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Want to Initiate Meaningful Corporate Change?

Interested in how to motivate big business bosses to take positive social steps forward? So are we! This week’s post is an abstract from an insightful article by Anna Patton of Pioneers Post, who shares 7 pro tips from corporate engagement experts who have worked with transformative companies such as Danone and Nespresso. You can read the full article here and we encourage you to do so.

When a large corporation commits to meaningful change to its business, such as reshaping its culture to include an ethic of mutuality or in support of some community or environmental initiative, it can make a transformative difference. But influencing decision-makers to take the leap isn’t always easy. At the 2023 Latimpacto annual conference, speakers from impact organizations that work with large companies in various ways shared what works – and what to avoid. Here are some of their tips:

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1. Think mindset, not only money Some companies want to achieve ambitious goals but with a budget that’s far less ambitious. Finding a balance between expectations and the available budget can be a challenge. The road towards more impact isn't only about money. Often it's more about mindset - doing things differently with the money you already have.

For example, instilling a different ethic can change hearts, and mindsets follow. Changed hearts can move mountains. To really change hearts may take time, not usually much money.

2. Don’t go straight for the CSR team Working only with a company’s corporate social responsibility department (CSR) isn’t ideal, because CSR often runs on a “parallel track” to the core business. That means its budget is always at risk of being cut when company cash is tight. Working with the CSR makes sense but in a “transversal” way – they can support a project which involves other departments, such as those responsible for innovation or new business, and have greater influence on changing how they do business. 3. Hunt out the right people to approach Companies don't decide anything. It’s the people in the companies who decide everything. So be an investigator and figure out who you should be talking to. Look for influential people who typically display empathy, as they're most likely open to conversations about making transformative change. It’s also recommended to get younger employees aboard first. 4. Offer opportunities to co-create Corporates love to put their talent in the service of social challenges. Rather than simply asking for funding, involve corporate employees in the creative process of developing solutions, which the corporation may then help finance when it comes to implementation. To get companies aboard in the first place, trust is a key factor. Be a professional team. 5. Identify business-critical issues Getting a company to make big commitments means identifying key concerns of the moment. Nespresso, for example, had the goal of becoming a certified B Corp. A business-critical issue impeding that goal was its use of disposable aluminum capsules. Resolving how to address that issue removed a barrier that helped Nespresso reach its transformative goal. Now a certified B Corp, Nespresso is committed to a circular model designed to reduce waste while keeping products and materials in use longer. 6. Acknowledge risk and reputation Some company leaders are aware there are reputational risks in not acting to exert positive influence on issues relevant to their company, when it's within their power to so. And reputation matters – particularly for family-owned firms whose name is connected to the business, or who are closely tied to a particular city.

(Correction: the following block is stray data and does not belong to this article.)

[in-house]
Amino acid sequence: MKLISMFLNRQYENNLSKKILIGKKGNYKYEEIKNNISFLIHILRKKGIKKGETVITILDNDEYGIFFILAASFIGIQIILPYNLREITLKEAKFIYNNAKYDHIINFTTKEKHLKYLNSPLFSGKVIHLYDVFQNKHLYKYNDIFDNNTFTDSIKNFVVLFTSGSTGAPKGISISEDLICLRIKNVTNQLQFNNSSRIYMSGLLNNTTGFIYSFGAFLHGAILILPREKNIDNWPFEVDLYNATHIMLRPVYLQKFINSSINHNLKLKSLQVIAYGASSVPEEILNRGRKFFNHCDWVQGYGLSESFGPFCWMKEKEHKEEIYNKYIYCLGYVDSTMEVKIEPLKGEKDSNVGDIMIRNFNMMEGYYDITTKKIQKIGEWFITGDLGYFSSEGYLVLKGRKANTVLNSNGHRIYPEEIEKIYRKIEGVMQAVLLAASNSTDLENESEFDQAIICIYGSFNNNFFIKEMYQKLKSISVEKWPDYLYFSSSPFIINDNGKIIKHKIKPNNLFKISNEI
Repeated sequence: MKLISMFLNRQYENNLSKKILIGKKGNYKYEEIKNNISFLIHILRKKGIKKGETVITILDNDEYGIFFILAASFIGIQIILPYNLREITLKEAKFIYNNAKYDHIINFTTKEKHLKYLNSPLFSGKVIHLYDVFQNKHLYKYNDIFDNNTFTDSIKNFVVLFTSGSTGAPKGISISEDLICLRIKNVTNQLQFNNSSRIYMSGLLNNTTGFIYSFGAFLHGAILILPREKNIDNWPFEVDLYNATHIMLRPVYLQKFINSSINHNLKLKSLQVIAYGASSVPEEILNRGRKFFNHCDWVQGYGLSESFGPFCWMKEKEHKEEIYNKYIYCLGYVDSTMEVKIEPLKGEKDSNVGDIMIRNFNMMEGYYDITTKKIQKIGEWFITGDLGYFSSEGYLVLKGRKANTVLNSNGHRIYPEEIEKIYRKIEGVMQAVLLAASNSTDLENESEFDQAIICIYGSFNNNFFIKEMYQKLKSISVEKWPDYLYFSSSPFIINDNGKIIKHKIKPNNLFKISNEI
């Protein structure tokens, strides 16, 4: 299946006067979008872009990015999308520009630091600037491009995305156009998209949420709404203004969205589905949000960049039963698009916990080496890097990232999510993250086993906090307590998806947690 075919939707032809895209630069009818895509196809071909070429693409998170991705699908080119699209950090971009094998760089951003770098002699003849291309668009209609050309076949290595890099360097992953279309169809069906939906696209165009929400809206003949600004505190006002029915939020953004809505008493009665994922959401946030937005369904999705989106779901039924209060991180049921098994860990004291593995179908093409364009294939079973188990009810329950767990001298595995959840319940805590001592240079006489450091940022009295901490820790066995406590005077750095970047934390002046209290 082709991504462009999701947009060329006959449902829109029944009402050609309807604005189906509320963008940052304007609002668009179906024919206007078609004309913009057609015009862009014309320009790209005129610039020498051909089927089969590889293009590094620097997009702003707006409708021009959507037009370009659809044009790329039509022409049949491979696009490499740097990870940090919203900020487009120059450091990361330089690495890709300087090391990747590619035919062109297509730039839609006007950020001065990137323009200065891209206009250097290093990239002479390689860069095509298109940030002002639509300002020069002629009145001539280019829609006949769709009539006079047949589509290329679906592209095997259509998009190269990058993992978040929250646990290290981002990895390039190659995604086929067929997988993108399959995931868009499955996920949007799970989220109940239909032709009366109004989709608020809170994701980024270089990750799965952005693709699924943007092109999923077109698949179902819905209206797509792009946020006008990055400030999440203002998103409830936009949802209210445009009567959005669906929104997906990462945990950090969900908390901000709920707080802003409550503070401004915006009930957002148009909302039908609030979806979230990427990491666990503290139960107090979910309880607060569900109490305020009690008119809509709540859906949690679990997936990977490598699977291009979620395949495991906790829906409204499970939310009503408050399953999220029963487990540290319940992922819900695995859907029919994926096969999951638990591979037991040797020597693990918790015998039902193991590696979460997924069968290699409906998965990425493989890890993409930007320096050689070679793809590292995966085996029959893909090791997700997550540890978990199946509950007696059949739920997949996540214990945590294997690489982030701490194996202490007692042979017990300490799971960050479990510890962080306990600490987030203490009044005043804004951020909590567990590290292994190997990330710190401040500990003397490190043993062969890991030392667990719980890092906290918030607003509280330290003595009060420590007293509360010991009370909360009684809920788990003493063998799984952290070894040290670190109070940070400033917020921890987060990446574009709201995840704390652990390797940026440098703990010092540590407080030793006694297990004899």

7. Don’t shy away from complexity Transforming corporations and reshaping our wider economy toward a better capitalism is a complex and ongoing process. So, what! Serious social threats, like so many that we daily face, are complex. Complex problems can have elegant solutions, but the devil - or God, depending on your perspective - is still in the details. Don’t shy away from threats simply because the solutions may be complex.

You’re awesome and capable of miracles, if you want, including helping to create the better world you want to see. We hope you’re able to use even one of these recommendations on your journey to becoming a miracle worker. We hope the same for our work here at Consider becoming an active sojourner with us. The world could use every one of us to be a miracle worker.

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"This book merits close, sustained attention as a compelling move beyond both careless thinking and easy ideology."—Walter Brueggemann, Columbia Theological Seminary

"Better Capitalism is a sincere search for a better world."—Cato Institute


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